Ottawa will require federal employees, workers in federally regulated industries and many travellers to be vaccinated against COVID-19, marking an "evolution" in the government's position on vaccine mandates.
Dominic LeBlanc, president of the Privy Council, said the move is necessary to protect against more dangerous variants of COVID-19.
"This is an evolution of the government's posture in protecting the health and safety of Canadians since the beginning of the pandemic," LeBlanc said. "We have scientific data but also real-world evidence on how remarkably effective are the vaccines that have been approved for use by Health Canada."
It's not yet clear when the mandate will come into effect for public servants, though LeBlanc said the government is developing the policy as quickly as possible.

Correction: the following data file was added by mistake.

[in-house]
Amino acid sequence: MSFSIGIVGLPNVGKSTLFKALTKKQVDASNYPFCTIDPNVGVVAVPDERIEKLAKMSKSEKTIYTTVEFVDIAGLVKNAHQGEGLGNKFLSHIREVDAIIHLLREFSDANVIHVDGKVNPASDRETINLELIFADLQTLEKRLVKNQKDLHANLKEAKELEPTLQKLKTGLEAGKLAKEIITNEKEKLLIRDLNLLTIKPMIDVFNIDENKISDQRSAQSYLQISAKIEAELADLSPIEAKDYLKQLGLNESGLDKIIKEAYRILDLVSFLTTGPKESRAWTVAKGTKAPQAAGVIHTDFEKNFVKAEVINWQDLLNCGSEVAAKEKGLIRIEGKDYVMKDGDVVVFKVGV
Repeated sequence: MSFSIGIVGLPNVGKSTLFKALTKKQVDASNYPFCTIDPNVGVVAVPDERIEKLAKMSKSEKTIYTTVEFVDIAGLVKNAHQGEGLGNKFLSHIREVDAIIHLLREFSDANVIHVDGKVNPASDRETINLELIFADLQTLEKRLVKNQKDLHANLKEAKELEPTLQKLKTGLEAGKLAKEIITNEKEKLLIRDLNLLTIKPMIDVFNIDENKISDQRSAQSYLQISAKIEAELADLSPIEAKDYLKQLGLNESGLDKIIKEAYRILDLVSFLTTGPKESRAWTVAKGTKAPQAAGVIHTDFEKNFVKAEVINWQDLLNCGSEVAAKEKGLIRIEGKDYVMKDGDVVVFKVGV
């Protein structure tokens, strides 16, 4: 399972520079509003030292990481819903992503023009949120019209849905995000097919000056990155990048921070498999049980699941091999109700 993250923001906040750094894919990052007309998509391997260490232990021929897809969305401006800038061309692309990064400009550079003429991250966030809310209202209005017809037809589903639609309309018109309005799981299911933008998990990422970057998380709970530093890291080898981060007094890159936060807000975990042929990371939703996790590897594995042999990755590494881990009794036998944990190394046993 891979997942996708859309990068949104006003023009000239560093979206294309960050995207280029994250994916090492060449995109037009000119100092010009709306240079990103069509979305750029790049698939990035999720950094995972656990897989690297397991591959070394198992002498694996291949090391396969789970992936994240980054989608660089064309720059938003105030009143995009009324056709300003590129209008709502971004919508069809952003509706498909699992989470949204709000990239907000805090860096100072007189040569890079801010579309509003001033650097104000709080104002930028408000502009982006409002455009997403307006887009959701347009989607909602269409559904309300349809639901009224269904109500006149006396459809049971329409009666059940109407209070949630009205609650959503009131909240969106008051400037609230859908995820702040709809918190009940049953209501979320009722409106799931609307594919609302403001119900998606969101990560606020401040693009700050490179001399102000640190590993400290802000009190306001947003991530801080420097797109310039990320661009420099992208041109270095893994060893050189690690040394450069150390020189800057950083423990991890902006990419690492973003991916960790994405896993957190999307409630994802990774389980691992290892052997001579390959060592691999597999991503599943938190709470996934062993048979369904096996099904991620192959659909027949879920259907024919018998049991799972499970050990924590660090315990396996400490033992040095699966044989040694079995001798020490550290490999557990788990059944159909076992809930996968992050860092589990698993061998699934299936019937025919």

There are close to half a million people who work directly for the federal government, a Crown corporation, the military or the RCMP, and nearly a million more work in federally regulated industries, which include banks and airlines.
Transport Minister Omar Alghabra said the government will require workers in federally regulated industries to be vaccinated no later than the end of October.
Travellers on commercial airlines, interprovincial trains and cruise ships will also be required to be vaccinated by that date.
Alghabra said the rules will help Canada recover from the pandemic more quickly.
"Canadians don't want to go back to lockdowns. Canadians don't want to go back to travel restrictions. Canadians want to go back to normal as quickly as possible," he said.
At last count, nearly 82 per cent of Canadians 12 and older had at least one dose of vaccine, while 70 per cent had been fully vaccinated.
Prime Minister Justin Trudeau announced a week ago that he had asked the clerk of the Privy Council — the nation's top bureaucrat — to consider the mandate.
Nicole Thompson, The Canadian Press